Research suggests that more than 80 million Americans suffer from chronic bad breath (known as halitosis). There are a bevy of bad breath-fighting products such as gum, mints and mouthwash; unfortunately, these products only mask the problem instead of addressing it at its core.
Let’s look at some of the most common causes of bad breath, as well as some foods that are known to fight it.
What Causes Bad Breath?
Many people believe that smelly foods such as garlic and onions cause bad breath. This is true — after you digest these foods, they may enter your bloodstream, travel to your lungs and affect your breath. Another no-no? Sweets and sticky foods. Odor-causing oral bacteria thrives on sugary foods. Also, eating a high amount of protein produces a by-product of ammonia, which is released through the breath.
Other causes of bad breath include the following:
- Poor Oral Hygiene: Failing to brush and floss consistently leaves food particles to decay in the mouth, causing a strong odor. Also, many people neglect to properly clean their tongue, where the smelliest types of bacteria (called gram-negatives) like to hide.
- Infections in the mouth: Mouth wounds from oral surgery (e.g., tooth extraction), gum disease or sores can cause a strong smell.
- Colds: Having a stuffy nose usually forces you to breathe through your mouth, which dries it out and reduces the flow of saliva. Saliva is the mouth’s natural cleanser, and less of it means more bacteria.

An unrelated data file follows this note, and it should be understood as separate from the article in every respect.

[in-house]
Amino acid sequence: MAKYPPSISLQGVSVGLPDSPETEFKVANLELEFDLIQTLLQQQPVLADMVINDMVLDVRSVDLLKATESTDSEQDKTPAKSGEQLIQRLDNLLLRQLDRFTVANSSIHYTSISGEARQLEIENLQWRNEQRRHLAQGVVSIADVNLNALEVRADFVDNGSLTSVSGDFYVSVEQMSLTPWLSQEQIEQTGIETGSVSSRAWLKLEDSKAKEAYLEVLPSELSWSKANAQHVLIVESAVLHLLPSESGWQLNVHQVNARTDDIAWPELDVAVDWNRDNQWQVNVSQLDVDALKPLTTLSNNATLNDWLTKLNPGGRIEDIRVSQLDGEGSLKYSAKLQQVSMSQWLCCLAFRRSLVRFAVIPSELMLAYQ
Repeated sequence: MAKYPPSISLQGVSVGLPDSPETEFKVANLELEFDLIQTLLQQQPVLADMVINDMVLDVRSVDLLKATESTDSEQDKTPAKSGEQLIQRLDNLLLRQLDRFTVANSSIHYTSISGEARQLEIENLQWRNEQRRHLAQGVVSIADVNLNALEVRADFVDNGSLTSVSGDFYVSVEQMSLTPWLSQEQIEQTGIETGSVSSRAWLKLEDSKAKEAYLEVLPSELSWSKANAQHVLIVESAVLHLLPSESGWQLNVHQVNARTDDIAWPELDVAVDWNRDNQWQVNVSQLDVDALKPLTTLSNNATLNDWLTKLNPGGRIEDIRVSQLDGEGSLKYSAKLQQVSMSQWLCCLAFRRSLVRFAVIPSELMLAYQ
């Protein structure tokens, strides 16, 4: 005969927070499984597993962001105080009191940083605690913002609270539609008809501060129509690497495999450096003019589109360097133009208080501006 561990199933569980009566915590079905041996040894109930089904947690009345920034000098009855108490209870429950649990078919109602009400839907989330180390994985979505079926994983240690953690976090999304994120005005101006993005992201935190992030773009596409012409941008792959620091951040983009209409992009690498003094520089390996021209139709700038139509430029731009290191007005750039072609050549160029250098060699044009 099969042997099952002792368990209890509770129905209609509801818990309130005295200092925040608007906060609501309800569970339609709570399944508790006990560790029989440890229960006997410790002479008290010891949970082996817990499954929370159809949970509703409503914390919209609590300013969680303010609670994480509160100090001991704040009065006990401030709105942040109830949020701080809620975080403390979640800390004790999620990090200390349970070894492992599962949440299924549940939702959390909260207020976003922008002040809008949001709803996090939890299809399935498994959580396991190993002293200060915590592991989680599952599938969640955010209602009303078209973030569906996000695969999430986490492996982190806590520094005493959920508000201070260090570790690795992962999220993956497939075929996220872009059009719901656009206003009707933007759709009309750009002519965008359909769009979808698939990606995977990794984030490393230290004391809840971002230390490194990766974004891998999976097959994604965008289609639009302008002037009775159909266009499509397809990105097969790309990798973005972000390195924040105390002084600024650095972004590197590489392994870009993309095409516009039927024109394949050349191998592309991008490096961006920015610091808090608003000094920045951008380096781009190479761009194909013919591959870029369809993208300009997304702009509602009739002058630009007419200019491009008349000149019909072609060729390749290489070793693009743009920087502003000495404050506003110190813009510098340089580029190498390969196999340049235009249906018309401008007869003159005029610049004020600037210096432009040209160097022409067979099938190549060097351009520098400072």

- Medications: Certain medications cause a decrease in saliva production; or, they are broken down in the body and release chemicals that can be carried on the breath.
Other causes include periodontal disease (gum disease) and poor gastrointestinal health.
Foods to Incorporate into Your Diet
If you’re struggling with breath that is less-than-fresh, try incorporating more of the following foods into your diet.
The Vitamin D in yogurt (as well as milk and cheese) is good for fighting bacteria growth and reducing plaque and gum disease. Check the nutrition labels and avoid yogurts with too much sugar.
Crunchy Fruits and Veggies
Crunchy fruits and vegetables — like apples, celery and carrots — are great for saliva production, which as mentioned, rinses and cleans the mouth.
Chewing on fresh herbs such as cilantro, parsley, spearmint and rosemary, or adding them to hot water (like a tea), is great for keeping breath fresh.
Green tea is full of flavonoids that prevent bacteria from sticking to the teeth and causing bad breath.
Enjoy a Beautiful, Healthy Smile
For more information about keeping breath fresh and your teeth in great condition, contact Orlando oral and maxillofacial surgeon Ronald Trevisani.